Local Axis: Dabls Mbad African Bead Museum
Red Bull Arts is pleased to present LOCAL AXIS, an abstract study in movement, sound, and time. The video series connects three Detroit artists with three of the city’s most influential cultural spaces, curators, and artists to explore these spaces through an intimate, experimental lens that weaves together artistic practice, ancestry, and Detroit history. The pilot episode will feature multidisciplinary artist and dancer Bree Gant in conversation with curator Olayami Dabls in a moving exploration of the Dabls Mbad African Bead Museum, an expansive collection of outdoor installations encompassing almost an entire city block. Deconstructing traditional interpretations of museums, art and time, they reconsider conceptualizations of the magic and material that define their very building blocks.
Local Axis: Dabls Mbad African Bead Museum
Premieres: Wednesday, August 5th at 12 EST
Bree Gant in conversation with Olayami Dabls
Local Axis: Portage Garage Sounds
Premieres: Wednesday, August 26th at 12 EST
Hailey Dukes in conversation with Shigeto
Local Axis: Charles H. Wright Museum of African American History
Premieres: Wednesday, September 16th at 12 EST
Aaron Mahone and Eldric Laron in conversation with Yolanda Jack
CREDITS — EPISODE 1:
EXECUTIVE PRODUCER | Red Bull Arts
STARRING | Olayami Dabls, Bree Gant
MOVEMENT DIRECTOR | Celia Benvenutti
CREATIVE DIRECTOR(S) | Paige Wood, Katy Dresner
CINEMATOGRAPHER | Jeremy Brockman
EDITOR | Katy Dresner
SOUND RECORDIST | Wayne Ramocan
MUSIC | "Overthrow", Sounds of Red BullSPECIAL THANKS | Dabls Mbad African Bead Museum, Olayami Dabls, Scott Campbell
PAIGE WOOD is an award-winning filmmaker, screenwriter, producer, and creative consultant. Inspired by the supernatural, the surreal, and all the too real, Paige is a 2020 Kresge Artist Fellow, an alumni of Firelight Media's 2018-2019 Impact Producer Cohort, as well as a 2019 Sundance Institute | Knight Foundation Program fellow.
BREE GANT is a multidisciplinary artist and documentarian interested in ritual and mental health. Their practice emerges from self examination and social documenting, often in the forms of photography, film, and installation.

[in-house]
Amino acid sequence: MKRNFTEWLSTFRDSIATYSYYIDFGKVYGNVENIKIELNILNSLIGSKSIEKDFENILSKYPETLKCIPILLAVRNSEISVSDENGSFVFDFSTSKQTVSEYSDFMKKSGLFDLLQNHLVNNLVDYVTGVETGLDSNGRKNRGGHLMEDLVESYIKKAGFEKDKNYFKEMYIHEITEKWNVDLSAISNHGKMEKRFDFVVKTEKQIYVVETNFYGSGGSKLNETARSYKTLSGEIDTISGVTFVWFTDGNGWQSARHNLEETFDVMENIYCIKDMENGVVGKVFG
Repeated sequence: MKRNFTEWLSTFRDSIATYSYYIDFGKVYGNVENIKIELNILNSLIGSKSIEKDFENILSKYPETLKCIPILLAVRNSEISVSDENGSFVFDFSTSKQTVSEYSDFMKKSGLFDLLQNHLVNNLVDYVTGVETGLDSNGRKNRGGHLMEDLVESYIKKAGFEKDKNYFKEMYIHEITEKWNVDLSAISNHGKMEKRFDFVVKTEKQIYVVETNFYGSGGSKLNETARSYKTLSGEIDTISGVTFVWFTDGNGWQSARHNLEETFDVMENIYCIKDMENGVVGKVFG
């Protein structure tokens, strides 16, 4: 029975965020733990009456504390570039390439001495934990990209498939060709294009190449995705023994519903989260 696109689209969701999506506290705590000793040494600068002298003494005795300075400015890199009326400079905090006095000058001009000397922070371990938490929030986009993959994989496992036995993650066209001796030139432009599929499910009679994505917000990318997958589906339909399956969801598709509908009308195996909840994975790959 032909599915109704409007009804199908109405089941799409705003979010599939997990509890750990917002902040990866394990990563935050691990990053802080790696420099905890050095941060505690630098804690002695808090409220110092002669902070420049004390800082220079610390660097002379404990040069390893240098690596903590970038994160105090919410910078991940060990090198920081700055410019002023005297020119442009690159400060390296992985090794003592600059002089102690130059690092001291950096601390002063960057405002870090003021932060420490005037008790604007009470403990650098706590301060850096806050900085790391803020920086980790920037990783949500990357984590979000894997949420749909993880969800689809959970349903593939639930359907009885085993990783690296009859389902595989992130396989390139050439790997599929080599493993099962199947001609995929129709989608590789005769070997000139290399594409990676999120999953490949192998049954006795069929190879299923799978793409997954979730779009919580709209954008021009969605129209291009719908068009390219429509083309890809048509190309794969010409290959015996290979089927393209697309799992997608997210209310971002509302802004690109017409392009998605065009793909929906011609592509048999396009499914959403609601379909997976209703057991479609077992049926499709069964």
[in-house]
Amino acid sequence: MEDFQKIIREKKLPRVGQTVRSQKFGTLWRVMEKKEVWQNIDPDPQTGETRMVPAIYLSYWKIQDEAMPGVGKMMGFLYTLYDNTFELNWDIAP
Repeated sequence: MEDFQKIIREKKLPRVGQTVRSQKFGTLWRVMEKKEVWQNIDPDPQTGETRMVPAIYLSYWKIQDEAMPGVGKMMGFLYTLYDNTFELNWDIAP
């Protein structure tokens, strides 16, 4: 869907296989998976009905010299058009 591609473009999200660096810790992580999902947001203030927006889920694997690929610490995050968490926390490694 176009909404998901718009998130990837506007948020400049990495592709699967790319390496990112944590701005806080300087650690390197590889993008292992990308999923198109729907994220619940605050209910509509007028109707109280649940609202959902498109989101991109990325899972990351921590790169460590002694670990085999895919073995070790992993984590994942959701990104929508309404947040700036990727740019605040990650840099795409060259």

OLAYAMI DABLS has worked as a visual story teller using a wide range of materials for more than 45 years. His work uses references from African material culture to tell stories about the human condition. Using iron, rock, wood and mirrors, Dabls found that these four materials are primary building blocks that speak universally to all cultures. 16 years ago Olayami Dabls came to the corner of Grand River and West Grand Blvd with a vision to create a space for his community to understand the immense power of their African heritage.
ABOUT DABLS MBAD AFRICAN BEAD MUSEUM:
Over 20 years ago Olayami Dabls came to the corner of Grand River and West Grand Blvd with a vision to create a space for his community to understand the immense power of their African heritage. Dabls, the founder and curator of MBAD African Bead Museum, created the project with the intention to use art for its original purpose in Africa. Instead of using art for entertainment or to make money, he uses art to stimulate emotional and cultural healing.
Occupying almost an entire city block, the Dabls Mbad African Bead Museum houses 18 outdoor installations as well as the African Bead Gallery, N'kisi House and African Language Wall. Born of his own visual cosmology, Dabls' MBAD African Bead Museum is a quiet revolution that sparks a vital conversation with global and local audiences.
With support from foundations such as the Knight Foundation and the Michigan Economic Development Corporation, Dabls continues to build and expand on his mission. Working with Los Angeles/Detroit based architectural design firm Lorcan O’Herlihy Architects and Allied Media Projects, Dabls is in the process of renovating the museum’s three townhouses and a separate neighboring building with the end goal of being able to provide indoor programming during the colder months. Dabls envisions the townhouses holding rotating exhibitions of African material culture, as well as a space for an artist’s residence on the second floor. We encourage you to visit the MBAD African Bead Museum website for more information and the chance to donate to the museum and its expansion, but more importantly, we encourage you to visit in person if able!
Support MBAD African Bead Museum at http://www.mbad.org/support